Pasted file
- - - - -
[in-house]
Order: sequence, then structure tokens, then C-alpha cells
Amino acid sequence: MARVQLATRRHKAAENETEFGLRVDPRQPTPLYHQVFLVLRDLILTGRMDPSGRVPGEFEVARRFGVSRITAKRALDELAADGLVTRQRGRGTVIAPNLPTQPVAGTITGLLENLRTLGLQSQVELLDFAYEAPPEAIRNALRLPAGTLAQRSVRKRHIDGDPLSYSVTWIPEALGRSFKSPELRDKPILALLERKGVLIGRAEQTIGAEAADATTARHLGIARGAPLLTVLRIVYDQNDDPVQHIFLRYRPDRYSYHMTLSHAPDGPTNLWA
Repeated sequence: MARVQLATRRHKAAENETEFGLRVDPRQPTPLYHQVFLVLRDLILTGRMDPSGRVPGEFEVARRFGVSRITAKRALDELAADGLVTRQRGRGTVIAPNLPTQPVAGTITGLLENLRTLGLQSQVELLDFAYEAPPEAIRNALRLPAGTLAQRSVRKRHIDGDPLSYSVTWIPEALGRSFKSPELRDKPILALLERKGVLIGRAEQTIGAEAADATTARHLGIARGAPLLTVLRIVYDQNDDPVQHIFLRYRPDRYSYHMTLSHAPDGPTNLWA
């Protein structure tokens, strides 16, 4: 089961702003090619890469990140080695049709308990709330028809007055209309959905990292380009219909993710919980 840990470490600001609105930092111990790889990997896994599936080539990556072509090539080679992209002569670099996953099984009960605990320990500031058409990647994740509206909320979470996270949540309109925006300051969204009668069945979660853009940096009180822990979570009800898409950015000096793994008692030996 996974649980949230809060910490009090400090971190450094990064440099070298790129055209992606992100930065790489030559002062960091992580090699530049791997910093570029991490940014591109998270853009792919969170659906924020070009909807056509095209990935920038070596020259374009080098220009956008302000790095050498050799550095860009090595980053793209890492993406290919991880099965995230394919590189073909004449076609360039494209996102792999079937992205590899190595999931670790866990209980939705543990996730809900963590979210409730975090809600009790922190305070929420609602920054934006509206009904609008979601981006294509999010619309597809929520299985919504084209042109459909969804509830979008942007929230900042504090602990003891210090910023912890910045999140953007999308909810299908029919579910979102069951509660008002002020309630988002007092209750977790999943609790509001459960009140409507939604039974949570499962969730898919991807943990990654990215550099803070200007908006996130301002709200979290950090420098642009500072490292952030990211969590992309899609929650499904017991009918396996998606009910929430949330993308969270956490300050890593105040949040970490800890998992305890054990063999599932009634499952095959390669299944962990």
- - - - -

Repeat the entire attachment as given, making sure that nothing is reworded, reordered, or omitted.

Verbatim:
[in-house]
Order: sequence, then structure tokens, then C-alpha cells
Amino acid sequence: MARVQLATRRHKAAENETEFGLRVDPRQPTPLYHQVFLVLRDLILTGRMDPSGRVPGEFEVARRFGVSRITAKRALDELAADGLVTRQRGRGTVIAPNLPTQPVAGTITGLLENLRTLGLQSQVELLDFAYEAPPEAIRNALRLPAGTLAQRSVRKRHIDGDPLSYSVTWIPEALGRSFKSPELRDKPILALLERKGVLIGRAEQTIGAEAADATTARHLGIARGAPLLTVLRIVYDQNDDPVQHIFLRYRPDRYSYHMTLSHAPDGPTNLWA
Repeated sequence: MARVQLATRRHKAAENETEFGLRVDPRQPTPLYHQVFLVLRDLILTGRMDPSGRVPGEFEVARRFGVSRITAKRALDELAADGLVTRQRGRGTVIAPNLPTQPVAGTITGLLENLRTLGLQSQVELLDFAYEAPPEAIRNALRLPAGTLAQRSVRKRHIDGDPLSYSVTWIPEALGRSFKSPELRDKPILALLERKGVLIGRAEQTIGAEAADATTARHLGIARGAPLLTVLRIVYDQNDDPVQHIFLRYRPDRYSYHMTLSHAPDGPTNLWA
């Protein structure tokens, strides 16, 4: 089961702003090619890469990140080695049709308990709330028809007055209309959905990292380009219909993710919980 840990470490600001609105930092111990790889990997896994599936080539990556072509090539080679992209002569670099996953099984009960605990320990500031058409990647994740509206909320979470996270949540309109925006300051969204009668069945979660853009940096009180822990979570009800898409950015000096793994008692030996 996974649980949230809060910490009090400090971190450094990064440099070298790129055209992606992100930065790489030559002062960091992580090699530049791997910093570029991490940014591109998270853009792919969170659906924020070009909807056509095209990935920038070596020259374009080098220009956008302000790095050498050799550095860009090595980053793209890492993406290919991880099965995230394919590189073909004449076609360039494209996102792999079937992205590899190595999931670790866990209980939705543990996730809900963590979210409730975090809600009790922190305070929420609602920054934006509206009904609008979601981006294509999010619309597809929520299985919504084209042109459909969804509830979008942007929230900042504090602990003891210090910023912890910045999140953007999308909810299908029919579910979102069951509660008002002020309630988002007092209750977790999943609790509001459960009140409507939604039974949570499962969730898919991807943990990654990215550099803070200007908006996130301002709200979290950090420098642009500072490292952030990211969590992309899609929650499904017991009918396996998606009910929430949330993308969270956490300050890593105040949040970490800890998992305890054990063999599932009634499952095959390669299944962990």